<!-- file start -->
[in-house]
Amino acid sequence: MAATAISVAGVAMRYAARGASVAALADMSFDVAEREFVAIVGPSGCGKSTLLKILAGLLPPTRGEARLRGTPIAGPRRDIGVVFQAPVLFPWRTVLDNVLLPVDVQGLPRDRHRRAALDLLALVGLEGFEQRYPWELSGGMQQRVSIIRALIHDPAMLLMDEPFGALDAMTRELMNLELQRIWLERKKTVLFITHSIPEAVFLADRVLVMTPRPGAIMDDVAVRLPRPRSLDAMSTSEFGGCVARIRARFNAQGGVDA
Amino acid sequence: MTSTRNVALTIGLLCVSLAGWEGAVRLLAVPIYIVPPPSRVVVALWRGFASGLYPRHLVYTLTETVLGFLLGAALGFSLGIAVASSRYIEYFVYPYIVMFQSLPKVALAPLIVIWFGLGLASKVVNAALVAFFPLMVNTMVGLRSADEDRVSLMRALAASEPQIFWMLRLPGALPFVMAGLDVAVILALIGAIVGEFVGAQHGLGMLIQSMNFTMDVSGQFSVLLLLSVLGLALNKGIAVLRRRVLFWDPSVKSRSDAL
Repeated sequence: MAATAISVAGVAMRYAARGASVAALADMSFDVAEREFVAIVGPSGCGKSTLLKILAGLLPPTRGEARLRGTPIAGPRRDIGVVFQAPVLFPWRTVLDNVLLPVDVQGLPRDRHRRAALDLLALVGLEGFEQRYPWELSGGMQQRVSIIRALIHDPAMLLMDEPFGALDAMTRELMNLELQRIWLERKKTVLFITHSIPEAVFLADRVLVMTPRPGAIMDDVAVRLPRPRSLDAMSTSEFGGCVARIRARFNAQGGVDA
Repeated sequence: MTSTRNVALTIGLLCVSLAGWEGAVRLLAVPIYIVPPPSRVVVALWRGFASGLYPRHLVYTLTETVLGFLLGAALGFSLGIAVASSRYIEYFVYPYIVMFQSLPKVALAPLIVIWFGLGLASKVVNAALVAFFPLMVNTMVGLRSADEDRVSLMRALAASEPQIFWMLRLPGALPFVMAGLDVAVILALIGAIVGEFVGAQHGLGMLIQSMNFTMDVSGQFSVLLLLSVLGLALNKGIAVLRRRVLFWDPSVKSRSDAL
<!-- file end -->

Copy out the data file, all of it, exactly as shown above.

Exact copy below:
[in-house]
Amino acid sequence: MAATAISVAGVAMRYAARGASVAALADMSFDVAEREFVAIVGPSGCGKSTLLKILAGLLPPTRGEARLRGTPIAGPRRDIGVVFQAPVLFPWRTVLDNVLLPVDVQGLPRDRHRRAALDLLALVGLEGFEQRYPWELSGGMQQRVSIIRALIHDPAMLLMDEPFGALDAMTRELMNLELQRIWLERKKTVLFITHSIPEAVFLADRVLVMTPRPGAIMDDVAVRLPRPRSLDAMSTSEFGGCVARIRARFNAQGGVDA
Amino acid sequence: MTSTRNVALTIGLLCVSLAGWEGAVRLLAVPIYIVPPPSRVVVALWRGFASGLYPRHLVYTLTETVLGFLLGAALGFSLGIAVASSRYIEYFVYPYIVMFQSLPKVALAPLIVIWFGLGLASKVVNAALVAFFPLMVNTMVGLRSADEDRVSLMRALAASEPQIFWMLRLPGALPFVMAGLDVAVILALIGAIVGEFVGAQHGLGMLIQSMNFTMDVSGQFSVLLLLSVLGLALNKGIAVLRRRVLFWDPSVKSRSDAL
Repeated sequence: MAATAISVAGVAMRYAARGASVAALADMSFDVAEREFVAIVGPSGCGKSTLLKILAGLLPPTRGEARLRGTPIAGPRRDIGVVFQAPVLFPWRTVLDNVLLPVDVQGLPRDRHRRAALDLLALVGLEGFEQRYPWELSGGMQQRVSIIRALIHDPAMLLMDEPFGALDAMTRELMNLELQRIWLERKKTVLFITHSIPEAVFLADRVLVMTPRPGAIMDDVAVRLPRPRSLDAMSTSEFGGCVARIRARFNAQGGVDA
Repeated sequence: MTSTRNVALTIGLLCVSLAGWEGAVRLLAVPIYIVPPPSRVVVALWRGFASGLYPRHLVYTLTETVLGFLLGAALGFSLGIAVASSRYIEYFVYPYIVMFQSLPKVALAPLIVIWFGLGLASKVVNAALVAFFPLMVNTMVGLRSADEDRVSLMRALAASEPQIFWMLRLPGALPFVMAGLDVAVILALIGAIVGEFVGAQHGLGMLIQSMNFTMDVSGQFSVLLLLSVLGLALNKGIAVLRRRVLFWDPSVKSRSDAL